Are You All-in for In-house Marketing? Beware of the Hidden Costs!

Posted on Aug 16, 12 in Blog Consumer Financial Utilities

Over the last few years as a result of the economic crisis, we have seen an ever-increasing focus on reducing marketing department costs. Historically, marketing is one of the first departments hit during a budget squeeze. It’s always surprised me because just when a company needs more momentum, senior management takes away resources. Imagine doing this while fighting a war, or running a race. Doing better by reducing support?

Everyone likely agrees that marketing costs should be managed carefully. And all marketing expenses should be evaluated via a return on investment.

The traditional simple marketing return on investment looks at cost of the marketing project divided into the total profit or sales generated from the initiative. Pretty straight forward…you spend $10 and receive $100 in incremental profit from your promotion. With results like these above you would call this a wise investment and continue to invest.

There is another subtle cost that we see entering the mix that has a huge downside… but it is not showing up in any calculation.  Or probably not discussed in any meetings.

That is opportunity cost.

With the decreasing staff sizes in the Marketing departments and an increasing do-it-yourself mindset, we have seen many of our clients struggling to manage the entire marketing process in-house. In previous times Marketing would plan, budget, create product strategies and then manage the marketing mix.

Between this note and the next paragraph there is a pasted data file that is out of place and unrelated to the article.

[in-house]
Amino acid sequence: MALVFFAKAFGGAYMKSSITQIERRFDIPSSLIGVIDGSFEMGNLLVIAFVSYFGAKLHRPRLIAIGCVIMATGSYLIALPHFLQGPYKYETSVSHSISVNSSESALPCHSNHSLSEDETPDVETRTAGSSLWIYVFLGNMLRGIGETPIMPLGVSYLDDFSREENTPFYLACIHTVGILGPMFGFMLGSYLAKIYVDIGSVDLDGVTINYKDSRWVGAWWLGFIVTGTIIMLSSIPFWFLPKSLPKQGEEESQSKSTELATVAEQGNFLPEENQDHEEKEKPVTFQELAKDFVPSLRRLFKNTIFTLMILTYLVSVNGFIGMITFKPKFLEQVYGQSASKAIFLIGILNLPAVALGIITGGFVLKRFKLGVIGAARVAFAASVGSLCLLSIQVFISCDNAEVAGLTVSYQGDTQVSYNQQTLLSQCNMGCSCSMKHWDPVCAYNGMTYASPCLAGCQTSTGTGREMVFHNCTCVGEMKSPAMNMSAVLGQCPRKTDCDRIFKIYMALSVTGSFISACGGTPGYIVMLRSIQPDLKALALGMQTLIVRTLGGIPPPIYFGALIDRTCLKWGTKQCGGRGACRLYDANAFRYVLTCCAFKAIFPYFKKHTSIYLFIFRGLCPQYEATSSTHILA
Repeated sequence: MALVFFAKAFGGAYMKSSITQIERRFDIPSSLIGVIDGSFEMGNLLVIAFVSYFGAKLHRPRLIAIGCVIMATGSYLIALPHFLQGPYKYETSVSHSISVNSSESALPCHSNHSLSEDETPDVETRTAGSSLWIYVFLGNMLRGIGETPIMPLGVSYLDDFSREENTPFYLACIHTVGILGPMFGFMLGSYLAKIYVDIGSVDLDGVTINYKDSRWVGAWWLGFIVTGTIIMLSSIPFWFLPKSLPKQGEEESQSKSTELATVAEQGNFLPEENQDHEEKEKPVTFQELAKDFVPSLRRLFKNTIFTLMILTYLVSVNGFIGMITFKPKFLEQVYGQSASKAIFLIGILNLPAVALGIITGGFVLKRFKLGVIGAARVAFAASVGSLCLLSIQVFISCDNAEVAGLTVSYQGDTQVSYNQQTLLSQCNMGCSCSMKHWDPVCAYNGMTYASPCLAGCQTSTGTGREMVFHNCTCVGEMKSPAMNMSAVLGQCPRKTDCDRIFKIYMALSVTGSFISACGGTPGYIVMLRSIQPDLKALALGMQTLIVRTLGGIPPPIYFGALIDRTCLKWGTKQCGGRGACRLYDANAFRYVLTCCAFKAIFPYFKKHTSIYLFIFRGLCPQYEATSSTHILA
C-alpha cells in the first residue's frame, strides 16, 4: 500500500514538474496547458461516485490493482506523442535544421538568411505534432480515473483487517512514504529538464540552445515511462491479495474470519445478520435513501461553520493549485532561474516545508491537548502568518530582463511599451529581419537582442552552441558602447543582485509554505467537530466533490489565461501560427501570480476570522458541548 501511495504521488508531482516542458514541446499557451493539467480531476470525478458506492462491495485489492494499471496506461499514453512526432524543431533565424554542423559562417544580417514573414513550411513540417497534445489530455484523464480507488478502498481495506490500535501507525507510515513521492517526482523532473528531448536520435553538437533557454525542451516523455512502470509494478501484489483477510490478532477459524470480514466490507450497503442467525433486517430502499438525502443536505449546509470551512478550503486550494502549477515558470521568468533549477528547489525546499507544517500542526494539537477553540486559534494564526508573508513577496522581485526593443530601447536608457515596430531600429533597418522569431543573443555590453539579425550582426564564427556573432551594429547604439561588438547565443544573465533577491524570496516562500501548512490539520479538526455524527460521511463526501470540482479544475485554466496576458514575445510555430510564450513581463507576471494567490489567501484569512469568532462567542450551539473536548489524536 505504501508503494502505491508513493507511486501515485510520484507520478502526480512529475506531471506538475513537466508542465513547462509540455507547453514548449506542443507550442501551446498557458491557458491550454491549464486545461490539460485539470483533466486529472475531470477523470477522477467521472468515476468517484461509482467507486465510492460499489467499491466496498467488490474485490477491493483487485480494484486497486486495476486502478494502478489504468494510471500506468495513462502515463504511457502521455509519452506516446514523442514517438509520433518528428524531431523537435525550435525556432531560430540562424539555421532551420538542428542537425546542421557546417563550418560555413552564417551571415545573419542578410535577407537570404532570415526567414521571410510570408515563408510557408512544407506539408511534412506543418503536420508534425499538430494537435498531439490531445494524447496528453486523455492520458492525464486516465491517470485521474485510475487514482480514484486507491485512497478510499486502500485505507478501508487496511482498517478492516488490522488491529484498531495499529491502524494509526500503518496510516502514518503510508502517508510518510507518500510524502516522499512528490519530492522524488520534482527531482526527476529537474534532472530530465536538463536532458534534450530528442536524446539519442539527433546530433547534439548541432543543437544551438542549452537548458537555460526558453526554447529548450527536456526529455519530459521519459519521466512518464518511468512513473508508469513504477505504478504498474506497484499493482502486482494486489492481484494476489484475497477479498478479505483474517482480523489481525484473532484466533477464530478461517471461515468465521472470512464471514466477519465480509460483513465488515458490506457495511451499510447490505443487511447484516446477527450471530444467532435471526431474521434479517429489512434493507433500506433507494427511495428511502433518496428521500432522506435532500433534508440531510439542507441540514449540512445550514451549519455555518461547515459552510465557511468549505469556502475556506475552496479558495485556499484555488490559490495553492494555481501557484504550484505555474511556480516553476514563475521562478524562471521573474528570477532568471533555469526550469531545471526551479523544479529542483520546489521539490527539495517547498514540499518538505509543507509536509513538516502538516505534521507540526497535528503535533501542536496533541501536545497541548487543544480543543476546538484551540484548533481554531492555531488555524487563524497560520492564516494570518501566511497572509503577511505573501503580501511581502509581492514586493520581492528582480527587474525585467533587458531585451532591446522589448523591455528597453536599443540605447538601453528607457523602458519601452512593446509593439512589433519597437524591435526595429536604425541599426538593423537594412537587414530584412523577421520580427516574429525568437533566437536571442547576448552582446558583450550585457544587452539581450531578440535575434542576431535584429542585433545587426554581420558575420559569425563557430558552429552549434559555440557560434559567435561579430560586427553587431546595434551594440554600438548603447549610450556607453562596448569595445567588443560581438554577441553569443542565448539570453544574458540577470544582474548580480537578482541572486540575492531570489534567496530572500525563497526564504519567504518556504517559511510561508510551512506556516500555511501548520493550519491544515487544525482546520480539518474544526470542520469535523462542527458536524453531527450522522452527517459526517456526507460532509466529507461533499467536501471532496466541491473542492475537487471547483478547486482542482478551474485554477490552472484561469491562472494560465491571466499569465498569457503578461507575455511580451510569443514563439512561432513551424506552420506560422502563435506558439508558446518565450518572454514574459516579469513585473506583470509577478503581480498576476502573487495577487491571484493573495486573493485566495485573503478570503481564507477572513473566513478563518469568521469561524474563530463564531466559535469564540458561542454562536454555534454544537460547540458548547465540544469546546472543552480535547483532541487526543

Today Marketing Departments are being redefined to contain all of the above, plus they now must design the creative content for campaigns, write copy and coordinate project fulfillment with end suppliers and much more.  With fewer people! The workload of this department has grown, fractionating their focus and allowing precious little time for strategic management.

One might think that saving some money by doing it oneself is a good thing. And in some cases it might be. Unfortunately it’s been our experience that many in-house departments become overwhelmed with not only their key priorities, but also a growing list of non-critical projects that land on their “to-do” list (the little nuisance projects for the in-house designer). These can get in the way of the critical marketing priorities – those that build sales and market share.

Projects can be slower to market and response time can be compromised. This is where these unseen consequences are uncovered. In the increased time it takes to respond to opportunities, these sales are forever gone. The person looking for your product has gone on to another supplier. Out of sight out of mind.

As we move towards budget season, senior management should assess the in-house marketing efforts to make sure that they are not hindered by lack of outside resources or inadequate budgets. Remember, success in business is measured by the results obtained, not the efforts expended. Having an in-house department is only effective if it has a budget that allows the department to execute and exercise your company’s voice in the marketplace. Providing appropriate budget support and receiving the help of outside professional partners will help your marketing efforts generate a favorable return.

Mark DeBellis
President

Originally Published on CUinsight.com



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